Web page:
The U.S. House of Representatives Judiciary Committee has asked Spotify to provide information on Apple's alleged anti-competitive behavior, and specifically how it pertains to Spotify's business.
In March, Spotify had filed an antitrust complaint against Apple in the European Union. Spotify's representatives have now met with the Justice Department officials, as well as members of the FTC's Technology Task Force.
Spotify has alleged that Apple "gives themselves unfair advantages at every turn," according to Daniel Ek, the founder of Spotify.
Spotify argues that Apple's 30 percent cut of all purchases made on the App Store — including recurring Spotify Premium memberships — make it hard for competitors to keep prices low.
Additionally, they argue that Siri has limited functionality with third party apps and prefers Apple's own apps. This means that if a user were to request Siri to play a song, it would search for music in Apple Music, rather than Spotify. However, Apple had announced an update in June that would allow Siri to better control third party apps.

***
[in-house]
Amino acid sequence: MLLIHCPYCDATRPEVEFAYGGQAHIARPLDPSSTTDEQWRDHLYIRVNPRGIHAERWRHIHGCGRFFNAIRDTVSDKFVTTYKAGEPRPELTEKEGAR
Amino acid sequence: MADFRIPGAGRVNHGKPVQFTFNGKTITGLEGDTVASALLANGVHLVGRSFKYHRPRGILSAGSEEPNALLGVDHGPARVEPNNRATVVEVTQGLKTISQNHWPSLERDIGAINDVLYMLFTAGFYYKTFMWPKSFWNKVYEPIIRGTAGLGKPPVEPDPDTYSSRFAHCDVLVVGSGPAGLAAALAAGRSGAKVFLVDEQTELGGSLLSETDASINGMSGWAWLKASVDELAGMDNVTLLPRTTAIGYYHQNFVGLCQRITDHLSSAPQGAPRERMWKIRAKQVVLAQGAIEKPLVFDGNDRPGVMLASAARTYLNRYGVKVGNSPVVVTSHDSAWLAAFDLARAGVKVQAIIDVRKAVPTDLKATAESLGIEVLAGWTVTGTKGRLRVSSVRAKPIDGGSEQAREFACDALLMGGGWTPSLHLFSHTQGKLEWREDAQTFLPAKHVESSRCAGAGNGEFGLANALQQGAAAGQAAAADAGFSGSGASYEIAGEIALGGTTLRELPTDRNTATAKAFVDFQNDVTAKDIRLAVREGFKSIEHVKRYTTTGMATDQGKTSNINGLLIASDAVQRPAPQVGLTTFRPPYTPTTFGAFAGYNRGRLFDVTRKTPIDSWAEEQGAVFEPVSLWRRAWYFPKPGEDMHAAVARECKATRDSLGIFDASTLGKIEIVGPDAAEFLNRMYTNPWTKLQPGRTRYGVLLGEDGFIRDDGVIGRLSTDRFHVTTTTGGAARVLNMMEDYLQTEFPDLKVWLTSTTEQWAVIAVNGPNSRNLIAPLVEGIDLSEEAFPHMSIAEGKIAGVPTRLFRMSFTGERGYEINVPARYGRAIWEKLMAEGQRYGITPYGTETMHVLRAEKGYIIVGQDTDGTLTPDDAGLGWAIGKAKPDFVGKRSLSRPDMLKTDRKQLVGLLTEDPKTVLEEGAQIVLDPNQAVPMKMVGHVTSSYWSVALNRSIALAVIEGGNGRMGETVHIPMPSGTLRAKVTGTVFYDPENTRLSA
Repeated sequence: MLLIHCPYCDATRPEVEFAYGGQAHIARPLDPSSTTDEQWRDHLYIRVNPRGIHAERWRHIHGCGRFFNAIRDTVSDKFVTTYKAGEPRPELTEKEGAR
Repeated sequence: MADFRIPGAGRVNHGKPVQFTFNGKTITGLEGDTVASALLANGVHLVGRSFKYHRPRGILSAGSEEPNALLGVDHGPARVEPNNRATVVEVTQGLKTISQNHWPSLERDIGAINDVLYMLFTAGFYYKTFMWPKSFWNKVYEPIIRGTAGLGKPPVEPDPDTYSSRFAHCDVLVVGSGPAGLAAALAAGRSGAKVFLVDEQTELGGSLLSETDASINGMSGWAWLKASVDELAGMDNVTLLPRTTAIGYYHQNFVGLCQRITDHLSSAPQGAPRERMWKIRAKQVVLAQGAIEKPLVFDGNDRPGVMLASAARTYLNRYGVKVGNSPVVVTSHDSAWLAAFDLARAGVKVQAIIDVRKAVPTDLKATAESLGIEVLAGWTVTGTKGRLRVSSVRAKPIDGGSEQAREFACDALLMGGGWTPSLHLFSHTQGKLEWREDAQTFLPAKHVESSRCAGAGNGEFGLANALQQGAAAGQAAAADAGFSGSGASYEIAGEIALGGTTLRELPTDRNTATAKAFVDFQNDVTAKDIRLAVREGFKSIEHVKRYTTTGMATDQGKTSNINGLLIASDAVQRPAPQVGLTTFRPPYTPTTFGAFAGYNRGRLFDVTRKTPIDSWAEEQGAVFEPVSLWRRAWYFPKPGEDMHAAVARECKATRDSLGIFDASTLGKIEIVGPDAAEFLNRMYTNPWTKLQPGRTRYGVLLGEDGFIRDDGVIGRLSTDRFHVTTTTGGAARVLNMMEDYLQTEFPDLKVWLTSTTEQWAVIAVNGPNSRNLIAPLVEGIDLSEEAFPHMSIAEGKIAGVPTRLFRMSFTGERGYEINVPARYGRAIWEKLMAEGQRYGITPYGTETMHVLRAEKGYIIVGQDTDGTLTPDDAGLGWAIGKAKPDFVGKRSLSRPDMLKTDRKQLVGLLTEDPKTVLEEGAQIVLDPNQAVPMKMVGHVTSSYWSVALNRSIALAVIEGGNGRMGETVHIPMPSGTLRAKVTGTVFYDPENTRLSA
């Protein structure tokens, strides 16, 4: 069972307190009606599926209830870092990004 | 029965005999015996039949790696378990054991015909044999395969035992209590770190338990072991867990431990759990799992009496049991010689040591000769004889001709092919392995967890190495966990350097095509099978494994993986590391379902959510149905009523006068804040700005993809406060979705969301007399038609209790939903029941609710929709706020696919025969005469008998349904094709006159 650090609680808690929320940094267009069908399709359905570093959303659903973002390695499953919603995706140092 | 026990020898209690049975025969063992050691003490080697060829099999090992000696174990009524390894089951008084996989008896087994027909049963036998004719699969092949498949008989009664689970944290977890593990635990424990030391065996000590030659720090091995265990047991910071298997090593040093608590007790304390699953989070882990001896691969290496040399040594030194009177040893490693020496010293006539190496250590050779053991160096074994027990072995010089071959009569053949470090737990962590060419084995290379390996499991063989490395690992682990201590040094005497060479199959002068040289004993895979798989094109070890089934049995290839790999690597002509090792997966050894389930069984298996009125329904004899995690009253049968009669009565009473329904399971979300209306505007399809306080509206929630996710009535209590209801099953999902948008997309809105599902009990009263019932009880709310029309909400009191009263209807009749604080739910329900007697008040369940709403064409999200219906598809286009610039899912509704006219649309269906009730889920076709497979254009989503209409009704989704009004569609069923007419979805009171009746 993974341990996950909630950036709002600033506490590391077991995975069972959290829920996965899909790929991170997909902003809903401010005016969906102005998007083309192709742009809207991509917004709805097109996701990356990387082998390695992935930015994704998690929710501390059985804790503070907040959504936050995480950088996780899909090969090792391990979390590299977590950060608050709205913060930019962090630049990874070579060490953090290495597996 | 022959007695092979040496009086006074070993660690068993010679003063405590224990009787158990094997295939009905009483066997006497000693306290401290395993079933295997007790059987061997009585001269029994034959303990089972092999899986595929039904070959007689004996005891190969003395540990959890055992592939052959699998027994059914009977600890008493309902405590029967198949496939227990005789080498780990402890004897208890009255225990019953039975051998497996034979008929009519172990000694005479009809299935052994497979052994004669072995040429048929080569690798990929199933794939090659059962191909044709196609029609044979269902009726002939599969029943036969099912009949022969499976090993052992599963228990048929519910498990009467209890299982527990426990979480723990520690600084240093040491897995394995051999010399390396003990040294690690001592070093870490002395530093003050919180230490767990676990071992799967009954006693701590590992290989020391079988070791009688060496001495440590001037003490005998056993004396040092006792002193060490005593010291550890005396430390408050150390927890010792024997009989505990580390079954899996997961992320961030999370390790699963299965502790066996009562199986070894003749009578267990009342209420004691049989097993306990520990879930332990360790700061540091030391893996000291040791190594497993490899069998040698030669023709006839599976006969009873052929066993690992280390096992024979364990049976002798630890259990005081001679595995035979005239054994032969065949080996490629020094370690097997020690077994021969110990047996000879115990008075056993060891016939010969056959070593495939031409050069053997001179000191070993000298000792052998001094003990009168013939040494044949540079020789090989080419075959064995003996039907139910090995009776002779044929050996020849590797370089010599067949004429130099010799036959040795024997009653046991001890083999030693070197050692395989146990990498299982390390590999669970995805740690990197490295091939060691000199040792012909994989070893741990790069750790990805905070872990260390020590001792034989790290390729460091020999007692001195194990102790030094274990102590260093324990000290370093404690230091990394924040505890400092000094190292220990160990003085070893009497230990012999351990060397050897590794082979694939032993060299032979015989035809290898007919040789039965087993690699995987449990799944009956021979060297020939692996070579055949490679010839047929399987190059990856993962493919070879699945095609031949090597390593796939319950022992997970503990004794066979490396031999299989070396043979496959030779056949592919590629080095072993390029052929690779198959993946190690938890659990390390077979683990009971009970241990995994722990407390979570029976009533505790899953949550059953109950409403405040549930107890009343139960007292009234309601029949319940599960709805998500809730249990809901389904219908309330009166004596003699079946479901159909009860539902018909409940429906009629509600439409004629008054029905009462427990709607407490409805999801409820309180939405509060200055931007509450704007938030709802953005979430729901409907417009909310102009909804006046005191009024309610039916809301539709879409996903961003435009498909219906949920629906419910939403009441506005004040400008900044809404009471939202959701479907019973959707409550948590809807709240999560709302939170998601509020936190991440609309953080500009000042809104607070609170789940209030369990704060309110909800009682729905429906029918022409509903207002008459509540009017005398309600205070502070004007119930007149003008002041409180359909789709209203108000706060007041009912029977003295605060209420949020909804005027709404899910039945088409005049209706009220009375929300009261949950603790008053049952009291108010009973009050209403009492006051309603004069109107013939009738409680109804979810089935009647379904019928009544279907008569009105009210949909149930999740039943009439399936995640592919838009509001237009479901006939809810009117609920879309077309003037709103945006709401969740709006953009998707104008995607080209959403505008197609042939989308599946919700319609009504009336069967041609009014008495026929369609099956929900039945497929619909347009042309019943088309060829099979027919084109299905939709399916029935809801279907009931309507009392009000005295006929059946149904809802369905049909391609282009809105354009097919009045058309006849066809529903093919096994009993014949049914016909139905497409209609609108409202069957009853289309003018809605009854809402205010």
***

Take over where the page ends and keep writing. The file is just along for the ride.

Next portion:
Spotify also alleges that Apple had told Spotify to stop sending emails to users who had signed up for a free version of Spotify to upgrade to a paid version. This would presumably bypass the in-app subscription processing fee that Apple would make.
Apple alleges that only half of a percent of Spotify's 108 million premium users are subject to a 15% fee. This works out to roughly 680,000 customers that Spotify acquired between 2004 and 2015 when Spotify used Apple's payment systems, according to Reuters.
Spotify is not the only company that has been tapped for details on a major tech firm. Alongside Apple, the Department of Justice and Federal Trade Commission are looking into Alphabet's Google, Facebook, and Amazon.